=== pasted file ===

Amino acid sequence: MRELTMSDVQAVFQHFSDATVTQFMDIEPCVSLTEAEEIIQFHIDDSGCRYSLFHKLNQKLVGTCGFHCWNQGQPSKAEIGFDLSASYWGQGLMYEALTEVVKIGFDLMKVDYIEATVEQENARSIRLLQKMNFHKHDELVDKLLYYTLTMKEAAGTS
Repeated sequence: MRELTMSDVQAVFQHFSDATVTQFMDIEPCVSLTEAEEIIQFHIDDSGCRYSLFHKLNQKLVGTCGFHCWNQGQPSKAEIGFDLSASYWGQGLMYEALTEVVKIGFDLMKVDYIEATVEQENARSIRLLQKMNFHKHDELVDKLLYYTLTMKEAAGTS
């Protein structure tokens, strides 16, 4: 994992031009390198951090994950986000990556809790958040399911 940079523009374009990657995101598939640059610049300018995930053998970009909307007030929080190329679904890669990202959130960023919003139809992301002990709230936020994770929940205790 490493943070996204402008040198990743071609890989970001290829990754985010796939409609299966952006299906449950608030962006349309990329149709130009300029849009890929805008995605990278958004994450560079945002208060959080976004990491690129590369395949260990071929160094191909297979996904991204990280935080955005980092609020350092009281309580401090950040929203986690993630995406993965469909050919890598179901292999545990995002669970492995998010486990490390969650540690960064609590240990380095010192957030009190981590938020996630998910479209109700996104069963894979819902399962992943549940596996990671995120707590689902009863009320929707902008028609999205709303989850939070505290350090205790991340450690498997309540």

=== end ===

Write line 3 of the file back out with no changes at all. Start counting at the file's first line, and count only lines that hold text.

């Protein structure tokens, strides 16, 4: 994992031009390198951090994950986000990556809790958040399911 940079523009374009990657995101598939640059610049300018995930053998970009909307007030929080190329679904890669990202959130960023919003139809992301002990709230936020994770929940205790 490493943070996204402008040198990743071609890989970001290829990754985010796939409609299966952006299906449950608030962006349309990329149709130009300029849009890929805008995605990278958004994450560079945002208060959080976004990491690129590369395949260990071929160094191909297979996904991204990280935080955005980092609020350092009281309580401090950040929203986690993630995406993965469909050919890598179901292999545990995002669970492995998010486990490390969650540690960064609590240990380095010192957030009190981590938020996630998910479209109700996104069963894979819902399962992943549940596996990671995120707590689902009863009320929707902008028609999205709303989850939070505290350090205790991340450690498997309540």